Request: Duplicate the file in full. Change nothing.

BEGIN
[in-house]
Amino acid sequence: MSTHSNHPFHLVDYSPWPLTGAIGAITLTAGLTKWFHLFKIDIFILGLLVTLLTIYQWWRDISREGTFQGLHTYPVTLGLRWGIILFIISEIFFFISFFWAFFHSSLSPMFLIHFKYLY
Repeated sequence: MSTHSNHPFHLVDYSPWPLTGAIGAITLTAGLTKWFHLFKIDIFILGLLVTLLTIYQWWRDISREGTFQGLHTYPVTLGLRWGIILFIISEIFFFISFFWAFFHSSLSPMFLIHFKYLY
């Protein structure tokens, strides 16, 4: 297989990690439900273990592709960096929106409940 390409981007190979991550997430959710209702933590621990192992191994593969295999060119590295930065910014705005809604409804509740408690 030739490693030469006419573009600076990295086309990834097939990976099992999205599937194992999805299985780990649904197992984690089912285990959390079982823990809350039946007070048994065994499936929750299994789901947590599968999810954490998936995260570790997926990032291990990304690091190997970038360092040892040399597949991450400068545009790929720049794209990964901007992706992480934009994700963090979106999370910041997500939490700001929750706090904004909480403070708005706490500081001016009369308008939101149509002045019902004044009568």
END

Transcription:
[in-house]
Amino acid sequence: MSTHSNHPFHLVDYSPWPLTGAIGAITLTAGLTKWFHLFKIDIFILGLLVTLLTIYQWWRDISREGTFQGLHTYPVTLGLRWGIILFIISEIFFFISFFWAFFHSSLSPMFLIHFKYLY
Repeated sequence: MSTHSNHPFHLVDYSPWPLTGAIGAITLTAGLTKWFHLFKIDIFILGLLVTLLTIYQWWRDISREGTFQGLHTYPVTLGLRWGIILFIISEIFFFISFFWAFFHSSLSPMFLIHFKYLY
């Protein structure tokens, strides 16, 4: 297989990690439900273990592709960096929106409940 390409981007190979991550997430959710209702933590621990192992191994593969295999060119590295930065910014705005809604409804509740408690 030739490693030469006419573009600076990295086309990834097939990976099992999205599937194992999805299985780990649904197992984690089912285990959390079982823990809350039946007070048994065994499936929750299994789901947590599968999810954490998936995260570790997926990032291990990304690091190997970038360092040892040399597949991450400068545009790929720049794209990964901007992706992480934009994700963090979106999370910041997500939490700001929750706090904004909480403070708005706490500081001016009369308008939101149509002045019902004044009568």